App to find the sold price of your neighbour's house - nosy or useful?
A Trade Me Property app that lets you find out the sold price of your neighbour's house has been rolled out to cover properties in 24 local councils.
While friends and family are often tightlipped about the cost of their new home, the updated Trade Me Property green app lets you see exactly what they paid for it, the date of the sale, and the RV.
Similarly, they can see what you paid for your place, even if it was five years ago.
Trade Me launched the "sold" section of its green property app in December, but at that stage it was only available for properties in Auckland, Wellington and Christchurch. In the past few months, however, the facility has been rolled out to include data from 21 additional councils throughout the country, from the Bay of Plenty to New Plymouth and right down to Otago.
Alistair Helm, head of product at Trade Me Property, says the new app is seeing a huge growth, with more than 100,000 downloads in the past four months.
"During the course of 2016 we hope to be bringing all of that data from every council into the app," he says. "The app is intended to help buyers – investors and homeowners – make good investment decisions."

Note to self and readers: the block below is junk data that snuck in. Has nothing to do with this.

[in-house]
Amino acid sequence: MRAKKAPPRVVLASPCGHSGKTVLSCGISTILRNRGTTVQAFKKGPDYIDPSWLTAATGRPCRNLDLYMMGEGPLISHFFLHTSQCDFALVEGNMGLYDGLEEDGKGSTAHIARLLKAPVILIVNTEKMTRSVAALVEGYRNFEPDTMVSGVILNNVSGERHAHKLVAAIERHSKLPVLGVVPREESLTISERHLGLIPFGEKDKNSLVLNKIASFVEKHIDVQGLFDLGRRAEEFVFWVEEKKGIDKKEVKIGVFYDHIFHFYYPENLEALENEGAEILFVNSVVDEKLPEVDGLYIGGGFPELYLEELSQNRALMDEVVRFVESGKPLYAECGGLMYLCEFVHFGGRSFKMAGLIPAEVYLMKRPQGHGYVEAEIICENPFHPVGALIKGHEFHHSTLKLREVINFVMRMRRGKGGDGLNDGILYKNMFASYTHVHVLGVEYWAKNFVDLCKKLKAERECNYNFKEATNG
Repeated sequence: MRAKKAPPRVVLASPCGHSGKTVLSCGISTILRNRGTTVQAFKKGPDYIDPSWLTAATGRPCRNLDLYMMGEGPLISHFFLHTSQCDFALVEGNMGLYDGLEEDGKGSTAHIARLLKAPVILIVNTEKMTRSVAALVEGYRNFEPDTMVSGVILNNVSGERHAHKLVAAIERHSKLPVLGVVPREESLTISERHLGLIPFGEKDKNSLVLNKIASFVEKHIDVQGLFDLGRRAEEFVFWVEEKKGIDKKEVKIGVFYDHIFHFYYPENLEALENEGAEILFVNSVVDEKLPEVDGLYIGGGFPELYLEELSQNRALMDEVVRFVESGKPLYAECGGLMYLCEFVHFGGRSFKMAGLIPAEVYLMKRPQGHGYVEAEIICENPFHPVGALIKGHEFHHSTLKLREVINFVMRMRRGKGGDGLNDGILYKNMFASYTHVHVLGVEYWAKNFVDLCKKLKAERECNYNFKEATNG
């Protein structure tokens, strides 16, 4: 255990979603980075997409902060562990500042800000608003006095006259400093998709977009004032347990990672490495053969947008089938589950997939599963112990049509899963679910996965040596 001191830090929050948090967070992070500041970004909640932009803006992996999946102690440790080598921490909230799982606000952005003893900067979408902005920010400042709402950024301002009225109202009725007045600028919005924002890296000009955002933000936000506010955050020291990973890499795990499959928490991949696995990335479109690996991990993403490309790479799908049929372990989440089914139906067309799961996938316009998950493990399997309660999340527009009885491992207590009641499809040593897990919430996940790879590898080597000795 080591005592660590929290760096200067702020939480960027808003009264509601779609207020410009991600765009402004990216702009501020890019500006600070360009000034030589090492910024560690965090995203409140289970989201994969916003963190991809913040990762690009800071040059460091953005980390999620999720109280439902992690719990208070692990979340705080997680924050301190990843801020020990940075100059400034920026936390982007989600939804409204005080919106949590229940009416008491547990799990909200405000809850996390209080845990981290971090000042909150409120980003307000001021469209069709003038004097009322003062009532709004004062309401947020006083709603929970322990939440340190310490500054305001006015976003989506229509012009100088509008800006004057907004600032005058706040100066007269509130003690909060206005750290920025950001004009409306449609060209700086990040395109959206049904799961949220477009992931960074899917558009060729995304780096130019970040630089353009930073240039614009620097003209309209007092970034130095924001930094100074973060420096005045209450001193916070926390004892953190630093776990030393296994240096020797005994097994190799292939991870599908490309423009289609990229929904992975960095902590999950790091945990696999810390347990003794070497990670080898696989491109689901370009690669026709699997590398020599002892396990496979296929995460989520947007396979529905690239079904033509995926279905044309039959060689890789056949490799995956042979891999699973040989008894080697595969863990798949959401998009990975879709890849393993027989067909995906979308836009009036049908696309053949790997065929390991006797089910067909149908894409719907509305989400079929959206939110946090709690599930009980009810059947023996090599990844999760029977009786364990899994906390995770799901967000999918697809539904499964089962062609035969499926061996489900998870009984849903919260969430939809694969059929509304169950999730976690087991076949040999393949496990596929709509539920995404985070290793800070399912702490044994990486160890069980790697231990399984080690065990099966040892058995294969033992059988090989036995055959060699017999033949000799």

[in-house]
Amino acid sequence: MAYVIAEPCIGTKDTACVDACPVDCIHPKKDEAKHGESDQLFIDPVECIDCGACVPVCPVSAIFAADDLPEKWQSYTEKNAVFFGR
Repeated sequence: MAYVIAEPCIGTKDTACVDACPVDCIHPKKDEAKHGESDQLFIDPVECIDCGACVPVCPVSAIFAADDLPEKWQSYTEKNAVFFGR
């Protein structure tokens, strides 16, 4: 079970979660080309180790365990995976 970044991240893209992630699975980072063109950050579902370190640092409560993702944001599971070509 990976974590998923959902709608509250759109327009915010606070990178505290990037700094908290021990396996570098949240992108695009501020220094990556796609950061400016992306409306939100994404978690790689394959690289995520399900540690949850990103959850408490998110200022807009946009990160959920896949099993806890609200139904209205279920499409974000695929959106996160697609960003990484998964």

Helm says Trade Me has worked closely with Homes.co.nz and local councils to make the information available. "Councils are generally very supportive. Once a sale is registered with Land Information New Zealand (LINZ), the information is publicly available. But in the past, if you wanted to find out the sale price of a property you had to make an individual request to Quotable Value and there was a charge."
Now that same information can be at your fingertips in seconds, and the map format makes it easy to see the sales history of neighbouring properties.
Prices can only be lodged following a property settlement, which can be anything from one to three months on average. Helm says the conveyancing solicitors lodge the sale information into an online system that populates both the LINZ and the appropriate council databases.
"We want to ensure the data is updated as often as possible, and we are working to speed up the process. Shortly we will be updating the database bi-monthly, and moving on to provide monthly updates."
The green app is already familiar to half a million New Zealanders who have been using it for the past four years to search for properties for sale and rent. It is available for both Android and iOS phones.
Helm says the database for properties covered under the original Auckland City Council goes back 10 years, but the other amalgamated councils in the region have only been able to provide a database for properties sold since the amalgamation in 2010.
Helm says that even though New Zealand property transactions are "incredibly digitised", the distribution of sold data has been slow to eventuate. The United States has had a similar system in place for 10 years, and the UK and Australia have been able to tap into the information for about five years.
- Original article from Stuff.co.nz